Evans is unemployed and lives with his fiancée and her two children, near some worried neighbors.
"When I first took my stepkids to the bus stop, you see the parents and they look and they start whispering," he said. "You might as well just make a cattle iron that says sex offender on it and brand my forehead, because that's basically what they do to you is brand you for life."
Kids are clueless about the legal consequences of teenage sex, says Arizona public defender Chris Phillis.
"We tell them you could get pregnant, you could get a disease. But we don't tell them they could be locked up for the rest of their life," she said. "Even if everyone says it's OK, that you know, they're consenting to the touching, the kissing, you could still go to jail."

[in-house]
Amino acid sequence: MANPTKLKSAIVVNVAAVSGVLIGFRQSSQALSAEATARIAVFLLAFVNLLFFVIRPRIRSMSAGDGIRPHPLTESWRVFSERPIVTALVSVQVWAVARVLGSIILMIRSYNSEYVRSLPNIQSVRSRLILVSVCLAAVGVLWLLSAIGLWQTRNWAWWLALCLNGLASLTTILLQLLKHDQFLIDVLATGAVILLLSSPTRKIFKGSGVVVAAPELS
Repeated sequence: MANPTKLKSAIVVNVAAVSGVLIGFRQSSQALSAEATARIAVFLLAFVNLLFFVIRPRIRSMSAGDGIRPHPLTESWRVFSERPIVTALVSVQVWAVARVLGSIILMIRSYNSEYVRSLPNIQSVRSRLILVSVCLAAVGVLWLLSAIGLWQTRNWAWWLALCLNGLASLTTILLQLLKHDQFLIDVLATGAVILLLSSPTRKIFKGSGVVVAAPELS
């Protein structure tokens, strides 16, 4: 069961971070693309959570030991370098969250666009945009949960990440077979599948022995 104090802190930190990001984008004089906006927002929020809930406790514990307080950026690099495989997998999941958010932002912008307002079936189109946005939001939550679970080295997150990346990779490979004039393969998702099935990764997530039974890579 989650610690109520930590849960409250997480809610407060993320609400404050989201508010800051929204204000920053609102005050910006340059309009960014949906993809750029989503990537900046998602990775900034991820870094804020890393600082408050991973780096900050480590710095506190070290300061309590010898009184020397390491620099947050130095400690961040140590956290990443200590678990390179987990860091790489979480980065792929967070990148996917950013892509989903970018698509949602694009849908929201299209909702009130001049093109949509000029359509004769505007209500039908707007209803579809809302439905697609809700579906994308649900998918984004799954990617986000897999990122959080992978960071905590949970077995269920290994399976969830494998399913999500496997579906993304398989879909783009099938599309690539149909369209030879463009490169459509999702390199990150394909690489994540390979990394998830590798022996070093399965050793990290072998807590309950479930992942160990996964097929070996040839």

Last year Bill and Brenda Howey tried to help Evans get off the sex offender registry.
"He's been a good guy. He's stayed out of trouble, he did what he's supposed to do," said Howey. "He came to me and he said, 'Bill, will you help me?' I said, 'yes, Jonathan, I'll help you.'"
They went to court, but lost. The law is the law. Evans is a sex offender forever.
"There's days where I just cry all day because of what happened and if I could go back and change it I would," said Brenda. "It was consensual, he shouldn't have to keep going through it."